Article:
A shortened enrollment period, federal cuts to advertising and the fact that Hall County residents looking to purchase individual health insurance plans will have just one provider offering coverage in 2018 has left advocacy groups scrambling to assist in signing up consumers.
“By cutting back on these resources, our initial reaction was concern,” said Laura Colbert, executive director of Georgians for a Healthy Future, an advocacy group based in Atlanta. “We think that consumers will see more barriers to enrollment.”
The open enrollment period for the Affordable Care Act marketplace begins Wednesday and ends Dec. 15. The ACA created a network of market exchanges where those without health insurance could buy plans.
Open enrollment begins WednesdayEnrollment in the Affordable Care Act federal marketplace exchange runs from Nov. 1 to Dec. 15. Visit www.healthcare.gov/quick-guide/dates-and-deadlines/ for more information.
In Hall, 17.6 percent of residents remain uninsured, according to 2016 census figures, or about 34,475 people. But that’s down from 20.7 percent of residents in 2013 prior to the full rollout of the ACA.
The county’s uninsured rate, however, is higher than averages for the state, at 12.9 percent, and nation, at 12.3 percent.
According to a recent Gallup survey, the number of Americans without health insurance increased 0.6 percent between July and October, a 1.4 percentage point rise since the end of last year. That represents 3.5 million fewer Americans with health coverage since the last quarter of 2016.
Blue Cross and Blue Shield will no longer be offering individuals plans in Hall and dozens of other counties through the federal marketplace exchange — or anywhere else. About 200,000 Georgians will be impacted.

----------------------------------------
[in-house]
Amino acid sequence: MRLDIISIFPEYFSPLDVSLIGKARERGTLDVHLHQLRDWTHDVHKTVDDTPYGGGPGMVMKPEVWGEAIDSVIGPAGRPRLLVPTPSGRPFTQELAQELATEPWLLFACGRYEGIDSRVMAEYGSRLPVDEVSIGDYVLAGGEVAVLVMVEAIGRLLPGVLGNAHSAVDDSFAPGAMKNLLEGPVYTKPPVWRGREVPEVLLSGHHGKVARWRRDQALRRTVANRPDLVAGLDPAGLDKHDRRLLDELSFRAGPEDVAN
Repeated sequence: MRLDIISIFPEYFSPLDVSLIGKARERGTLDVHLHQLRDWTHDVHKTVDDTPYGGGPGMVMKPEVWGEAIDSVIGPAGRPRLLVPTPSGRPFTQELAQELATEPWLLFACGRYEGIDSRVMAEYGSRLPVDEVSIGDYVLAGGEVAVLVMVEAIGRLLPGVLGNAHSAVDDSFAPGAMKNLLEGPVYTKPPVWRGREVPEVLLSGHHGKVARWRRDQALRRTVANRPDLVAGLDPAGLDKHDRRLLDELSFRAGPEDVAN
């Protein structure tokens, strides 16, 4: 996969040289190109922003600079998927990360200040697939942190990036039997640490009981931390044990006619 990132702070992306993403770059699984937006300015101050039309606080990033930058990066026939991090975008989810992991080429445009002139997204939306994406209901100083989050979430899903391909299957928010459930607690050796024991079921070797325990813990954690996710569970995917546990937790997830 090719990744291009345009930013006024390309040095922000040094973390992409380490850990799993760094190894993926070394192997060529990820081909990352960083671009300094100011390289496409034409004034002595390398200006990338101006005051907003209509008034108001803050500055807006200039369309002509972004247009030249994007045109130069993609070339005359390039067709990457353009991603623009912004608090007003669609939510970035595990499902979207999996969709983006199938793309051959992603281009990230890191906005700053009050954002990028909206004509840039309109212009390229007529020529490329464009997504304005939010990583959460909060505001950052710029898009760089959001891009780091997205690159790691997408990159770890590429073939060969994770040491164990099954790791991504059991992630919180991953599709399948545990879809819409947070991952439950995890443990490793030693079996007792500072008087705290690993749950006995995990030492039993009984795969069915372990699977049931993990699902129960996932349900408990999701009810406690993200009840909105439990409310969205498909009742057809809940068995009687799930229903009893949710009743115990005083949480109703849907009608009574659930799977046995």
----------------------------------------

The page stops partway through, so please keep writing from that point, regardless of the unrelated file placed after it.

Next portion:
Alliant is now the only carrier offering individual plans in Hall next year. There were five providers in 2016, by comparison.
“They’re the only show in town,” said Brett Fowler, vice president and partner at Turner, Wood & Smith insurance in Gainesville.
In 2014, there were five providers participating in the individual marketplaces across Georgia.
That number grew to nine in 2015 but has slipped precariously since, leaving just four come 2018.
Colbert said enrollment assisters are an especially important tool for those new to the federal exchange or who need help signing up as the fate of the ACA remains uncertain.
And her organization is ramping up its social media presence to spread the word about enrollment dates, while also helping to bring together partner organizations, direct services and enrollers to share resources and amplify their message.
With fewer resources and a limited timeframe to work with, “I think this year everyone sees the importance of working together,” Colbert said, adding that she wouldn’t be surprised if enrollment in the ACA marketplace decreased in Hall and across Georgia for 2018.
But it’s those individuals who do not qualify for the federal subsidies the ACA provides that may be hit the hardest by the loss of Blue Cross, according to Fowler.
“That’s because subsidies rise with premiums,” he said. “Costs are going up tremendously.”
Fowler said some individuals might choose not to buy health insurance and instead face a tax penalty. And small business owners might also feel the biggest pinch.
But group insurance rates are rising slower than individual plans, Fowler said, and carriers are growing more lenient on eligibility requirements. This may be a short-term solution for some.
“Do they pay their mortgage or do they pay their health insurance?” Fowler asked rhetorically.